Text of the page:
As time and money allow I can’t wait to fill up my passport with all kinds of stamps, but until then I lean heavily on his travel expertise. That said, we’ve definitely developed our own special method of budget travel since getting married.

A quick Google search reveals entire movements devoted to traveling on a budget – from working farm hostels to extreme credit-card reward gymnastics, some of the proposed methods feel a tad intense for my taste.

I’ve never stayed in a hostel or plowed a field to pay room and board. I just thought it would be fun to discuss some of the ways our family has traveled, economically, through the years. This includes periods where we were, on paper at least, living below the poverty line. Those years of financial constraints helped us be creative in our travel plans and many of these tendencies stuck, even as we’ve moved into a new chapter of life that has afforded more financial flexibility.

I grew up exposed to fiscal conservatism (as did my husband), and it comes naturally. Believe me, this can present some drawbacks, including exacerbating my preexisting (and unrealistic) maximizer tendencies. But it also drove us to look for creative ways to solve a problem which was, at first, how to fund international travel on a small bankroll. Today it means we continue to pursue the least expensive way to maximize an experience or opportunity.

For us, the whole process of traveling on a budget can be satisfying. A mindset of frugality is what led to us having more financial independence in the first place, so why not continue the momentum?

I’ll talk about specifics in later posts, but today wanted to hone in on priorities. Just like identifying what truly motivates you can help you figure out where you want to get to in life, I think it’s helpful to identify priorities before traveling and then allocate money accordingly.

how to identify Travel priorities

  • One of our top priorities (individually and as a couple/family) is finding ways to get immersed in the local culture. We want to eat and explore like locals – do things we can’t do anywhere else. I remember talking to someone who mentioned he would always seek out a cheeseburger and fries wherever he traveled – he had absolutely no interest in sampling local cuisine. He prioritized consistency; we opt for experimentation.
One of the best breakfasts I’ve ever enjoyed. This tiny cafe was tucked away on a side street, hidden from the main tourist thoroughfares. Inexpensive and absolutely delicious.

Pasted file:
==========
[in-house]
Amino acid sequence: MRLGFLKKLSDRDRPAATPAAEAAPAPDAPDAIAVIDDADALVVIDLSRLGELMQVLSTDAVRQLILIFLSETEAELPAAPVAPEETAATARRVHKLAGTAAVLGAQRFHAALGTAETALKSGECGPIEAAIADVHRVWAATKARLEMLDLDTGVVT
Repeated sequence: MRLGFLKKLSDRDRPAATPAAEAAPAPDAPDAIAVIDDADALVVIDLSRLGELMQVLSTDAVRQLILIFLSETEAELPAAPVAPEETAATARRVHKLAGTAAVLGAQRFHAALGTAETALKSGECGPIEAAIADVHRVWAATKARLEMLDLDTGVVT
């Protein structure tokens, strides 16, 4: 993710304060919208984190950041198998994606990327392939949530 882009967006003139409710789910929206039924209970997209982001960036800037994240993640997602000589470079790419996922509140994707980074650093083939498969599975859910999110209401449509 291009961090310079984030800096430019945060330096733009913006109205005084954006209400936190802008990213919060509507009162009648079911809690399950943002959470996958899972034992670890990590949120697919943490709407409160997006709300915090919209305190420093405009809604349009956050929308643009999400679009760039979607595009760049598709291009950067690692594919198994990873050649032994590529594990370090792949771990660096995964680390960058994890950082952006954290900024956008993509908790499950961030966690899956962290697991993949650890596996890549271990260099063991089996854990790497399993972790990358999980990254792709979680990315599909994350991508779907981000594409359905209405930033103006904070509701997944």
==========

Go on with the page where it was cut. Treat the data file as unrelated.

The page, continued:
• Exploring a new location on foot is a huge draw for us. It’s how we like to familiarize ourselves with a new space, and it happens to be a great way to save money.

When we went to our first (and only) all-inclusive resort, we had narrowed it down to two destinations. The selling feature of our eventual choice? Kilometers of accessible white sandy beaches. Every single day we headed out the door and walked and walked and walked. Because we identified walking as a priority before we even started the booking process, it helped us make an informed decision. We aren’t that fussy about a big hotel room or fancy entertainment options. We were never going to be the type to race to the beach at 7 am to reserve a cabana for the day. We weren’t going to use the pool or the hot tub or participate in morning yoga on the beach.

No, more than anything we wanted a long sandy beach – and that’s exactly what we got.

  • We also love art. Top highlights from almost every trip involve art/architecture and we always seek out art galleries – both the famous and lesser-known. If necessary, we know it’s better to forgo the nice lunch with a hefty tip to fund opportunties to explore local art culture.

Years ago when my parents were visiting Paris (without me, I might add), my brother-turned-tour-guide took my mom to the Louvre. My father opted out without second thought and visited a nearby war museum. He is always, always, always going to seek out history. Why pay an entrance fee to an art museum he’d rather not visit?